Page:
The exams are all finished now, so what better than a field visit to revisit some of the key themes of the semester just passed? More so when there’s the offer of a guided tour from Scottish & Southern Energy’s biologist Dr Alasdair Stephen, and a shining yellow thing in the sky all day long!
The focus for our day was the River Garry, which has been dry for most of the past 60 years thanks to a diversion of the upper river to supply water to Loch Errochty, for renewable power generation at Errochty Power station. SSE concluded an agreement with the Scottish Environment Protection Agency (SEPA) and the Tay District Salmon Fishery Board to allow the new provision of environmental flows, commencing in autumn 2017. We spent some time in class talking about in-stream habitat and ecosystems: the role of water depths, velocities and wetted perimeter. The works allow SSE to put the demands of the Water Framework Directive into practice.
But the trip soon revealed that a lot more was required than ‘just’ hydraulic and ecological modelling. Our discussion turned to questions of scientific evidence, stakeholder benefits, partnership working, people as much as policy, and balancing acts – how best to protect the local freshwater environment without causing unnecessary losses of generation water?
A few photos here give a flavour of the day. Many thanks, Alasdair, for sharing your knowledge, many experiences and insights.
25 years ago, on 17 January 1993, a peak river flow of 2268 m3/s was recorded at Ballathie gauging station on the River Tay – the highest rate ever recorded in the UK. At the time, I had only just started work for the National River Flow Archive at the NERC Institute of Hydrology. The flood left hundreds of people with devastated homes and many lasting impacts: the memory is perhaps best forgotten for many of them. For me, it was a key moment at the start of a hydrological career in Scotland, and there’s been no lack of interesting projects to investigate since.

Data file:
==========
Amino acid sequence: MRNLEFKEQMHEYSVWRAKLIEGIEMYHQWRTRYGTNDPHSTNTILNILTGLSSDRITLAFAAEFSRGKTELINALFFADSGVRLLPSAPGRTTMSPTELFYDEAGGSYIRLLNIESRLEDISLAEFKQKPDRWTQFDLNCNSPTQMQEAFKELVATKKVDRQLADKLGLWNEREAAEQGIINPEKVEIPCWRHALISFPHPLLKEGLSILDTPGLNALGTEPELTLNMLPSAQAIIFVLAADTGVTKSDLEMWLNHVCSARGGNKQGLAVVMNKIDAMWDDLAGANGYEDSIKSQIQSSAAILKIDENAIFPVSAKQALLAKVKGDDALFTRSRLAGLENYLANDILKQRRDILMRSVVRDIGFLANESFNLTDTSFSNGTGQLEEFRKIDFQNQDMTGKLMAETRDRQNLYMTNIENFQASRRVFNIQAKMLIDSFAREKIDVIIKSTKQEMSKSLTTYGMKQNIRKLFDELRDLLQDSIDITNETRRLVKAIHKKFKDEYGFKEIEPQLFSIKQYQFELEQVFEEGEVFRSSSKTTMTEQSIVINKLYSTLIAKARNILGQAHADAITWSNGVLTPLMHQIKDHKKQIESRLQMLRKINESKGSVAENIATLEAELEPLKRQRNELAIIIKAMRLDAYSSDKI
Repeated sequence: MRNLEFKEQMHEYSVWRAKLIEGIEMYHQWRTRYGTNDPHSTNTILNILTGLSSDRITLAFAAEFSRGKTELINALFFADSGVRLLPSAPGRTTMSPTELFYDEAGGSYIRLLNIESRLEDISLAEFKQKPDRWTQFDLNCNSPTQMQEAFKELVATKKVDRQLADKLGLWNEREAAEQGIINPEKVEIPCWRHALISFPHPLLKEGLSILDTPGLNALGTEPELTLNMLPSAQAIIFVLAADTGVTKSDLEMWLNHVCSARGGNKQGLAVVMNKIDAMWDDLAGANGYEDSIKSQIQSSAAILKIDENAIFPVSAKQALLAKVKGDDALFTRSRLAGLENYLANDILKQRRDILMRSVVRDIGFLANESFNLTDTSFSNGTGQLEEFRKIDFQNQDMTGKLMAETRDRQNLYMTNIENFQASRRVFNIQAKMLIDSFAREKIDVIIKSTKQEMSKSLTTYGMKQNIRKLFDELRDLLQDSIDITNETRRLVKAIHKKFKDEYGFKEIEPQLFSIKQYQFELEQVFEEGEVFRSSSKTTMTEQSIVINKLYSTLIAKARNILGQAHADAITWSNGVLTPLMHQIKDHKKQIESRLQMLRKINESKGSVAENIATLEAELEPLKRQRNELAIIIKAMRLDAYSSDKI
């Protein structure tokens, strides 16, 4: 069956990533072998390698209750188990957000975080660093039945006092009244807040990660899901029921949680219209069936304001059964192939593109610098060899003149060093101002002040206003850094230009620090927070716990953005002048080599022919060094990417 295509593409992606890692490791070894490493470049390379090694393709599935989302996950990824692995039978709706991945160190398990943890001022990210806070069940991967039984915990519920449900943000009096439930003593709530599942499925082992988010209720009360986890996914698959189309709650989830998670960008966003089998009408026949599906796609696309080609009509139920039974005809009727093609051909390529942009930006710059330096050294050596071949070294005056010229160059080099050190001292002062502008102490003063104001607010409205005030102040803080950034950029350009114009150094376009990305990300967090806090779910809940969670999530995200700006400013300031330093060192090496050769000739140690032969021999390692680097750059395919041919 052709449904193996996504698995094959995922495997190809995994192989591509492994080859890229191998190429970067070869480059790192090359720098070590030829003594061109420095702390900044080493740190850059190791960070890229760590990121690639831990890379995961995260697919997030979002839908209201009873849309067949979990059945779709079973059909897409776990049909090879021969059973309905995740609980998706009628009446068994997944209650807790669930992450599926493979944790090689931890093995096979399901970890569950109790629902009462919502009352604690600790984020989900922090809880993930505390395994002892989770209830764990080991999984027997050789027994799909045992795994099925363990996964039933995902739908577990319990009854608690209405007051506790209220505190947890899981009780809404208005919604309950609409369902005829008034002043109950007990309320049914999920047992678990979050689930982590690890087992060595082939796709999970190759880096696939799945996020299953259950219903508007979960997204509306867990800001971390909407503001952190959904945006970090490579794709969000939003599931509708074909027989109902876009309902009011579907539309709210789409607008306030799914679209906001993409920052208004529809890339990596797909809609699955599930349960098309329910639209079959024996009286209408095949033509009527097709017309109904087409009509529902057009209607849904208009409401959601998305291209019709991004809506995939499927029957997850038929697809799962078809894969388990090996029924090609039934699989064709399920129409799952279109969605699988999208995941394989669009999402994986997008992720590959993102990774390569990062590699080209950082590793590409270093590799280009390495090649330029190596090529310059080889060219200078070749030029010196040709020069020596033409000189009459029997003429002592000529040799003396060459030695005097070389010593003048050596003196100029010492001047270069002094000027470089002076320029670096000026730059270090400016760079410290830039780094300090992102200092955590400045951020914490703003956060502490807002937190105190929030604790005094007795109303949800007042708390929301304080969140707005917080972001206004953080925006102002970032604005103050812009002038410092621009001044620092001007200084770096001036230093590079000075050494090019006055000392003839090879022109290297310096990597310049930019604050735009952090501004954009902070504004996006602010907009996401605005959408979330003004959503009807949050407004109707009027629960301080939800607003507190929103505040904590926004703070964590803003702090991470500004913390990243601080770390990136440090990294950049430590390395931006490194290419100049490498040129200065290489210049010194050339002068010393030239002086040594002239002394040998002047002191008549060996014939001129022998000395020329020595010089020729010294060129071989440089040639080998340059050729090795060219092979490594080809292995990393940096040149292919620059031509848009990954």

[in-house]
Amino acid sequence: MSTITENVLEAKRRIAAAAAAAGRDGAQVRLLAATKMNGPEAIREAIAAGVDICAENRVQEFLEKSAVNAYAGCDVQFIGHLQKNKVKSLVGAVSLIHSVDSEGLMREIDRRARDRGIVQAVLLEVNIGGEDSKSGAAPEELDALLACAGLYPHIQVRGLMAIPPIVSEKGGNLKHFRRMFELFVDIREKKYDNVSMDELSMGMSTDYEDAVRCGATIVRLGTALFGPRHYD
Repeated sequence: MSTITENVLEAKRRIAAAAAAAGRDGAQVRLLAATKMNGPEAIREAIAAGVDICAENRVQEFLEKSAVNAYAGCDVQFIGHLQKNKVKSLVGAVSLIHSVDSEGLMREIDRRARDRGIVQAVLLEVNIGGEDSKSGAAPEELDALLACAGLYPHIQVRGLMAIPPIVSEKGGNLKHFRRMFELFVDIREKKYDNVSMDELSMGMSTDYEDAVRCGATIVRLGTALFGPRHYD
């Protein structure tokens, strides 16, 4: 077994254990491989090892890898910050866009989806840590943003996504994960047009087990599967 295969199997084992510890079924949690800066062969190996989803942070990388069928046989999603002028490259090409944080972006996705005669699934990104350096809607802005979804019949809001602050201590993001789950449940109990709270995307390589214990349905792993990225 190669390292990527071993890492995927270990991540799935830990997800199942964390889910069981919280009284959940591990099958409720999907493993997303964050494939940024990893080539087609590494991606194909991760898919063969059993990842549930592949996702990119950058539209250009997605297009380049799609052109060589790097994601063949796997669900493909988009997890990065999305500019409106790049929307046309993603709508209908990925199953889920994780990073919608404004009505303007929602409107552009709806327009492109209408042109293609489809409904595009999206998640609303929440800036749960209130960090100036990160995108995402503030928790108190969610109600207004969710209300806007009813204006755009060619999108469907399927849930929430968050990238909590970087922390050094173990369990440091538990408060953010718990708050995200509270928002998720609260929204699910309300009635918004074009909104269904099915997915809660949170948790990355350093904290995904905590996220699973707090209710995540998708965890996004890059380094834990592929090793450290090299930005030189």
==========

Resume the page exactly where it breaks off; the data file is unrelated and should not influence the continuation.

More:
Reflecting on the Great Tay Flood, it’s worth taking a moment to think about how much has changed since then. Many of these changes may be partly attributable to that fateful event in Perthshire: it changed how we thought about flood risk in Scotland at least. Here are some quick personal reflections:
Climate change was much more of a contentious issue back then – could human agency really be changing the climate? There was a sense that this was a flood (reckoned to be the biggest in almost 200 years) that shouldn’t have happened: something must have gone wrong to cause such a disaster. Some looked to climate change as “the reason”. I remain uncomfortable with the idea of attributing a single large flood solely to climate change, but I think the vast majority of hydrologists would see it as being of critical importance to flood risk assessment in general. It’s one of the key hydrological challenges for the future.
Flood forecasting and warning were in their infancy then. Certainly, the hydrologists of the day were using all the information at their disposal; it was clear to them that something very big was about to happen, and that information was shared with the authorities who needed the best information available. Telemetry monitoring systems, the science behind flood forecasting and the methods of issuing warning messages and preparing recipients have been transformed in the years since – see the Scottish Flood Forecasting Service. and Scottish Flood Forum. I’m not sure if community resilience had entered many people’s vocabularies back then…?
Perth got its flood defences, completed in 2001, at a cost of £25 million – the most costly scheme in Scotland at the time. At 8km long, the design allowed for subsequent raising if the need were to arise: a recognition of the uncertainty of risk estimation and the possible effects of climate change. The defences incorporated more than 80 gates, to address local needs for access, and relying for their operation on the growing capabilities of flood warning. The scheme provides structural protection for many hundreds of homes and businesses, and a good deal of peace of mind for those at risk.